Is Apple Really Back?

1998: In his article, Apple Offers Sizzle in Forbes Digital, Michael Noer asks, “Is Apple really back?”

Despite claims by Steve Jobs and the fact that Apple Computer is the sweetheart stock of 1998, Noer maintains that Apple is not back. Instead, he claims it is dying.

It’s All About the Clones

Noer notes that Apple’s sales peaked at $11 billion in 1995, the year after it began licensing clones and Power Computing started selling them. Since then, in no small part due to the clone market (sometimes estimated at up to 30% of all Mac OS sales), Apple’s sales dropped.

Realizing that it had shot itself in the foot, Apple under Steve Jobs bought out Power Computing’s Mac OS license. Motorola pulled out of the Mac OS market. Only Umax remained, and its license expires this summer.

In addition to the cost of buying out Power Computing, Apple had to contend with fire sales on Power Computing and Motorola clones, plus the low-priced line of Umax computers. No wonder Apple’s market share fell – but can anyone tell me what the Mac OS market share was for 4th quarter 1997?

Apple’s Growing Market Share

Noer grudgingly concedes that Apple’s market share grew from 3.6% to 4.0%, calling a 10% improvement, “a tiny bump.” With only one competitor and most of the Power Computing and Motorola clones out of the distribution chain, Apple is finally able to increase its own market share.

But what Noer and most nay-sayers ignore is the longevity of Macintosh computers. Even if Apple isn’t selling as many as they’d like, a lot of us are still using our three, five, and even ten-year-old Macs, still buying software and still hoping to someday buy a G3. Even if current sales are only 4% of the market, the installed base puts Mac software somewhere in the range of 20%.

On top of that, the #1 software product last summer (and possibly for all of 1997) was Mac OS 8, a fact conveniently ignored in Noer’s article.

Noer then goes on to compare Apple’s profits for the past two quarters with those of Dell (which sells directly to users, not through retail stores) and Microsoft (which really isn’t in the hardware business, except for mice). What of beleaguered hardware companies like Compaq and Intel?

Does Ultima Oline Matter?

Next Noer goes off on an obscure tangent: the ability to play Ultima Online. Sorry, but I don’t see the connection. Besides, people who really need or want to run Windows and DOS (and even OS/2 and Intel-specific versions of Unix) software on the Mac have the options of Virtual PC, SoftWindows, and full-blown PC-on-a-card DOS cards.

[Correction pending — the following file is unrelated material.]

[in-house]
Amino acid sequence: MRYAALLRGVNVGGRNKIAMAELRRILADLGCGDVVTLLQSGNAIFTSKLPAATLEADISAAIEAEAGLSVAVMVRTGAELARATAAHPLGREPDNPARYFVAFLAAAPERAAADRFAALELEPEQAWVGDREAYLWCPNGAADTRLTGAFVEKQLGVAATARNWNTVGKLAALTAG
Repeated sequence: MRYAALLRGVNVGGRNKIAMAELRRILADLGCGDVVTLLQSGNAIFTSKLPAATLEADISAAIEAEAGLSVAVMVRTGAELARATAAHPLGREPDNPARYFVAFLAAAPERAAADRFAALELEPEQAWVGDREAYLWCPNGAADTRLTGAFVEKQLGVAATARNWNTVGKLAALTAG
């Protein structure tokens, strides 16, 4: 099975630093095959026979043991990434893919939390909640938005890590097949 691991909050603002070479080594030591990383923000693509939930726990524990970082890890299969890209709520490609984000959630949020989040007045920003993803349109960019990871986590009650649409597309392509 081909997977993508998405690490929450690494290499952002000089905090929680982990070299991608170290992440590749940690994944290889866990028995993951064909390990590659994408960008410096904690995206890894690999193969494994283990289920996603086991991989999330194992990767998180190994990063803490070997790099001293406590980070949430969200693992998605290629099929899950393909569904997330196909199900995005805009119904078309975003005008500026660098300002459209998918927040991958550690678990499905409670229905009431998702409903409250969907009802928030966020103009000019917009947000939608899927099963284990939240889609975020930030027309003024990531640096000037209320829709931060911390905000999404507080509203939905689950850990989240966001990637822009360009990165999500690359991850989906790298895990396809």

Then he notes that Dragon NaturallySpeaking won’t run on a Mac, nor will IBM’s speech recognition software. Excuse me, Mr. Noer, but Apple pioneered speech recognition with the Centris 660av and Quadra 840av back in 1993. Granted, Apple didn’t market it well, nor did it catch on as a very practical feature.

“Fact is, if you want to use your computer for much of anything beyond word processing, number crunching or surfing the web, having an Apple computer is an enormous liability. And getting worse.”

Odd, most people don’t perceive the Mac as a great number crunching machine (although it is – just look at those BYTEmark scores). However, they all note that the Mac is #1 in the graphics world, the publishing industry, and for internet development. And it still dominates in schools.

So what if Adobe is making more money selling Windows product than Mac product. Considering that over 80% of the computers out there run Windows, we’d expect that. What’s amazing is that such a huge chunk of Adobe profits come from the less popular computing platform.

It Just Works

And the Mac OS is easier to develop for and more user-friendly – as Mac lovers noted after watching Bill Gates grimace at the Windows 98 Plug-N-Play demo a few weeks ago.

At the core, Michael Noer simply misunderstands the nature of the Macintosh. There is real value in controlling both the hardware and the operating system, as Microsoft’s hordes of programmers have realized for years. There is something special about a computer that sees and mounts a floppy disk or CD-ROM all by itself, that gives disks names instead of letters, that allows you to do something as simple as customize the icon for a folder, that doesn’t make you go to a Start menu when you want to shut down the computer.

The Mac has always been the computer of choice for those who want the easiest, most friendly, best finessed operating system on a personal computer. Without the clever integration of software and hardware, the Mac would be just another box and the Mac OS just another operating system.

Instead, they remain a goal Microsoft can only dream of matching with the next version of Windows – maybe.

And, by the way, Apple isn’t back – it never left.